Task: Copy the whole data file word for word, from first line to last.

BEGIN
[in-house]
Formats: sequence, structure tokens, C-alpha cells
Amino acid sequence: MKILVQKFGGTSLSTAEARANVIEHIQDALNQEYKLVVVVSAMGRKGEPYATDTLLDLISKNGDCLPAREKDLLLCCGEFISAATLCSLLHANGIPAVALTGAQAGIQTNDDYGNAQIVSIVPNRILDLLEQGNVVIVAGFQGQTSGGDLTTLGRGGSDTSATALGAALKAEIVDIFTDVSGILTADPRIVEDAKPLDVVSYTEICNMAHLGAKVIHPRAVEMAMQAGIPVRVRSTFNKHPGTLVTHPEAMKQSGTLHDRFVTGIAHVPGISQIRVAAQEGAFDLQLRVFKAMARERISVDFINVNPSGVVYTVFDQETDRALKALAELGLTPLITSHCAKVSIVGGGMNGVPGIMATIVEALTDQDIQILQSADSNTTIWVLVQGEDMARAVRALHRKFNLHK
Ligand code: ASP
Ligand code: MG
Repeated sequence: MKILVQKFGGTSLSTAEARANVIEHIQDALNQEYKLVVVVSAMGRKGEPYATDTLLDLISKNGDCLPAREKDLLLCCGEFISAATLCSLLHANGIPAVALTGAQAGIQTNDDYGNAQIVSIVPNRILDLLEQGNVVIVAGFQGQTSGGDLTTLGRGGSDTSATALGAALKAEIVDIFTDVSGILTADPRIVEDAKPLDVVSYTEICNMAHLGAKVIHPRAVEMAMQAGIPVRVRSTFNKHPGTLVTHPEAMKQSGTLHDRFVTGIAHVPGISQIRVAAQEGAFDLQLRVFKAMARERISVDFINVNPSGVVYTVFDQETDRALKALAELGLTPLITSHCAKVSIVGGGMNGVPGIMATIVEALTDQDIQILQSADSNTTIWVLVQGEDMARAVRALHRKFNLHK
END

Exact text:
[in-house]
Formats: sequence, structure tokens, C-alpha cells
Amino acid sequence: MKILVQKFGGTSLSTAEARANVIEHIQDALNQEYKLVVVVSAMGRKGEPYATDTLLDLISKNGDCLPAREKDLLLCCGEFISAATLCSLLHANGIPAVALTGAQAGIQTNDDYGNAQIVSIVPNRILDLLEQGNVVIVAGFQGQTSGGDLTTLGRGGSDTSATALGAALKAEIVDIFTDVSGILTADPRIVEDAKPLDVVSYTEICNMAHLGAKVIHPRAVEMAMQAGIPVRVRSTFNKHPGTLVTHPEAMKQSGTLHDRFVTGIAHVPGISQIRVAAQEGAFDLQLRVFKAMARERISVDFINVNPSGVVYTVFDQETDRALKALAELGLTPLITSHCAKVSIVGGGMNGVPGIMATIVEALTDQDIQILQSADSNTTIWVLVQGEDMARAVRALHRKFNLHK
Ligand code: ASP
Ligand code: MG
Repeated sequence: MKILVQKFGGTSLSTAEARANVIEHIQDALNQEYKLVVVVSAMGRKGEPYATDTLLDLISKNGDCLPAREKDLLLCCGEFISAATLCSLLHANGIPAVALTGAQAGIQTNDDYGNAQIVSIVPNRILDLLEQGNVVIVAGFQGQTSGGDLTTLGRGGSDTSATALGAALKAEIVDIFTDVSGILTADPRIVEDAKPLDVVSYTEICNMAHLGAKVIHPRAVEMAMQAGIPVRVRSTFNKHPGTLVTHPEAMKQSGTLHDRFVTGIAHVPGISQIRVAAQEGAFDLQLRVFKAMARERISVDFINVNPSGVVYTVFDQETDRALKALAELGLTPLITSHCAKVSIVGGGMNGVPGIMATIVEALTDQDIQILQSADSNTTIWVLVQGEDMARAVRALHRKFNLHK